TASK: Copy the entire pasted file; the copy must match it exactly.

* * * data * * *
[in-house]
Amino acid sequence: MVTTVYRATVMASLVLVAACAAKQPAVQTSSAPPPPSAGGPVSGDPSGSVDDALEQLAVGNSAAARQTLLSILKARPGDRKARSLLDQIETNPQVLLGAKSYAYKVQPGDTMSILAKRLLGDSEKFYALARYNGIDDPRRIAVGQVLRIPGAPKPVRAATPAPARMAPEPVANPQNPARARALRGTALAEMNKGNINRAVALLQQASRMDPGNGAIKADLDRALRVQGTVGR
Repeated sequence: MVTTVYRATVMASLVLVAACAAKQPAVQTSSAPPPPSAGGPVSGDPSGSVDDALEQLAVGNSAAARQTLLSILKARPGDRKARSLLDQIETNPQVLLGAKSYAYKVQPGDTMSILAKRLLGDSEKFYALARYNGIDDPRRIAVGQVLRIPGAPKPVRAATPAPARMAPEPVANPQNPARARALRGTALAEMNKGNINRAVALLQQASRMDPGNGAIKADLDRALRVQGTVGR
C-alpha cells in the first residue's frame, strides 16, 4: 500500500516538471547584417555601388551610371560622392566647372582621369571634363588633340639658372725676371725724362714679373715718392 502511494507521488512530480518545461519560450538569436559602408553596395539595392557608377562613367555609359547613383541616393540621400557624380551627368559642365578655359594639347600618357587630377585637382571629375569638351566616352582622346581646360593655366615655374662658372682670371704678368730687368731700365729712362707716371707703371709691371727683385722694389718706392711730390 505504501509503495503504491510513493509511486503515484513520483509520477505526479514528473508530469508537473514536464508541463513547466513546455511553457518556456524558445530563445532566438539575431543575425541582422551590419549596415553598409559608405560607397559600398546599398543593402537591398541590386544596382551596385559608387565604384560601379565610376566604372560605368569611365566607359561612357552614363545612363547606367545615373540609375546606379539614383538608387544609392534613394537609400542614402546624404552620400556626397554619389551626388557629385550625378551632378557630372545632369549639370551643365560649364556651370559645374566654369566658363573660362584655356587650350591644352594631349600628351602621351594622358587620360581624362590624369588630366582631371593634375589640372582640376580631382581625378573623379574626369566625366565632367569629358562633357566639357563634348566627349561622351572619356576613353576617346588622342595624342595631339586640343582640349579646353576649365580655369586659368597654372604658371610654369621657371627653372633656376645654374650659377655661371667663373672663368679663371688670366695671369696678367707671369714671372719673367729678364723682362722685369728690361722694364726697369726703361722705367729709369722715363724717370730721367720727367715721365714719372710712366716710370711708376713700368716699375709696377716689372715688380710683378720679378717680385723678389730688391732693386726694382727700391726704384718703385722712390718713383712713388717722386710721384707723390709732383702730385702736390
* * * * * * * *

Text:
[in-house]
Amino acid sequence: MVTTVYRATVMASLVLVAACAAKQPAVQTSSAPPPPSAGGPVSGDPSGSVDDALEQLAVGNSAAARQTLLSILKARPGDRKARSLLDQIETNPQVLLGAKSYAYKVQPGDTMSILAKRLLGDSEKFYALARYNGIDDPRRIAVGQVLRIPGAPKPVRAATPAPARMAPEPVANPQNPARARALRGTALAEMNKGNINRAVALLQQASRMDPGNGAIKADLDRALRVQGTVGR
Repeated sequence: MVTTVYRATVMASLVLVAACAAKQPAVQTSSAPPPPSAGGPVSGDPSGSVDDALEQLAVGNSAAARQTLLSILKARPGDRKARSLLDQIETNPQVLLGAKSYAYKVQPGDTMSILAKRLLGDSEKFYALARYNGIDDPRRIAVGQVLRIPGAPKPVRAATPAPARMAPEPVANPQNPARARALRGTALAEMNKGNINRAVALLQQASRMDPGNGAIKADLDRALRVQGTVGR
C-alpha cells in the first residue's frame, strides 16, 4: 500500500516538471547584417555601388551610371560622392566647372582621369571634363588633340639658372725676371725724362714679373715718392 502511494507521488512530480518545461519560450538569436559602408553596395539595392557608377562613367555609359547613383541616393540621400557624380551627368559642365578655359594639347600618357587630377585637382571629375569638351566616352582622346581646360593655366615655374662658372682670371704678368730687368731700365729712362707716371707703371709691371727683385722694389718706392711730390 505504501509503495503504491510513493509511486503515484513520483509520477505526479514528473508530469508537473514536464508541463513547466513546455511553457518556456524558445530563445532566438539575431543575425541582422551590419549596415553598409559608405560607397559600398546599398543593402537591398541590386544596382551596385559608387565604384560601379565610376566604372560605368569611365566607359561612357552614363545612363547606367545615373540609375546606379539614383538608387544609392534613394537609400542614402546624404552620400556626397554619389551626388557629385550625378551632378557630372545632369549639370551643365560649364556651370559645374566654369566658363573660362584655356587650350591644352594631349600628351602621351594622358587620360581624362590624369588630366582631371593634375589640372582640376580631382581625378573623379574626369566625366565632367569629358562633357566639357563634348566627349561622351572619356576613353576617346588622342595624342595631339586640343582640349579646353576649365580655369586659368597654372604658371610654369621657371627653372633656376645654374650659377655661371667663373672663368679663371688670366695671369696678367707671369714671372719673367729678364723682362722685369728690361722694364726697369726703361722705367729709369722715363724717370730721367720727367715721365714719372710712366716710370711708376713700368716699375709696377716689372715688380710683378720679378717680385723678389730688391732693386726694382727700391726704384718703385722712390718713383712713388717722386710721384707723390709732383702730385702736390